A holy calling? Lord Patten to advise Pope Francis on the Vatican's media

Although Pope Francis is overhauling the Catholic Church's image, Patten's new gig could be more of a baptism of fire than the BBC.

by Rachel Savage
Last Updated: 09 Jul 2014

Will it be a job filled with heavenly blessings or a role doused in hellfire? Lord Patten, the former chair of the BBC Trust, is heading to the Vatican this autumn to advise Pope Francis on his media strategy.

The Oxford University chancellor will head a committee that will report in 2015 on improving the Catholic Church’s TV station, radio and newspaper as well as expanding its output online.

Patten’s time at the BBC, which came to an end earlier this year when the 70-year-old Catholic had heart surgery, ought to prepare him well for the part-time role at the Vatican: both organisations have byzantine governance structures, a core devoted following and have been rocked by child abuse scandals.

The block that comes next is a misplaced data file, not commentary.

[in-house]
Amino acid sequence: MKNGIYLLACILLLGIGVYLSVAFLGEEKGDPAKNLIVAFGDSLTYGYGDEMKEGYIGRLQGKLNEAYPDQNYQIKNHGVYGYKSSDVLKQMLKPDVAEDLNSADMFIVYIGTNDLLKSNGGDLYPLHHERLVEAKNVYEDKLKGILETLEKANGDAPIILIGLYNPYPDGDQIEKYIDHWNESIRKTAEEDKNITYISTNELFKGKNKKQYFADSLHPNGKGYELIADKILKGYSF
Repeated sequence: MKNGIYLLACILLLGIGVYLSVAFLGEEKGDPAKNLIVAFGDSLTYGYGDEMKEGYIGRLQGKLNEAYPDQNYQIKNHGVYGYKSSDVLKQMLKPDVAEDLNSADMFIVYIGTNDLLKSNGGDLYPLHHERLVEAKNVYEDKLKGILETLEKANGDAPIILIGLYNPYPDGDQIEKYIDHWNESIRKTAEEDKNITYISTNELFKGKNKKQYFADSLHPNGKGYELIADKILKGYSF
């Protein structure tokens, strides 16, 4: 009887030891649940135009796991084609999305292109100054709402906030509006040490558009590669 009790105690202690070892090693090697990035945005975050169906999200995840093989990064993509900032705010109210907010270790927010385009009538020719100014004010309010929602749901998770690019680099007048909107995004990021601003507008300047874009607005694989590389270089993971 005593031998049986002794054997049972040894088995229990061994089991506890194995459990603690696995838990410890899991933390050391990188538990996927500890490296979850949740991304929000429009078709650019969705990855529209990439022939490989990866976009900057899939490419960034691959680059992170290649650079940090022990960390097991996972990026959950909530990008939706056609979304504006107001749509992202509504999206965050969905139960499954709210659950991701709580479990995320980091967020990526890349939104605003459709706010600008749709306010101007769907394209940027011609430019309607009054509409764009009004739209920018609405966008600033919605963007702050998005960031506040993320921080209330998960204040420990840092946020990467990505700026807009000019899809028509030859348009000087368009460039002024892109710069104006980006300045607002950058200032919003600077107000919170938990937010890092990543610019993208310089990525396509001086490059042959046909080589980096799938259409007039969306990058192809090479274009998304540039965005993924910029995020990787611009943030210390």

It probably won’t do much to lower his blood pressure, though, even if Pope Francis is a media gift of God compared to his stern predecessor Pope Benedict XVI. Acts such as washing the feet of young offenders and ditching the bulletproof Popemobile have done more to repair Catholicism’s image in the last year or so than any number of @Pontifex tweets. But dodgy Vatican bankers and paedophile priests aren’t going anywhere.

Earlier this week the Vatican bank, known as the Institute for Religious Works, reported 2013 profits that had nigh on been wiped out after it purged dodgy customers. Its president and four non-exec board members are due to step down too, according the BBC.

Even with a reforming Pope at its helm, unless the Vatican gets its act together on atoning for the child abuse that it tried so hard for so long to hide, Patten’s new role will probably be more baptism of fire than manna from heaven.


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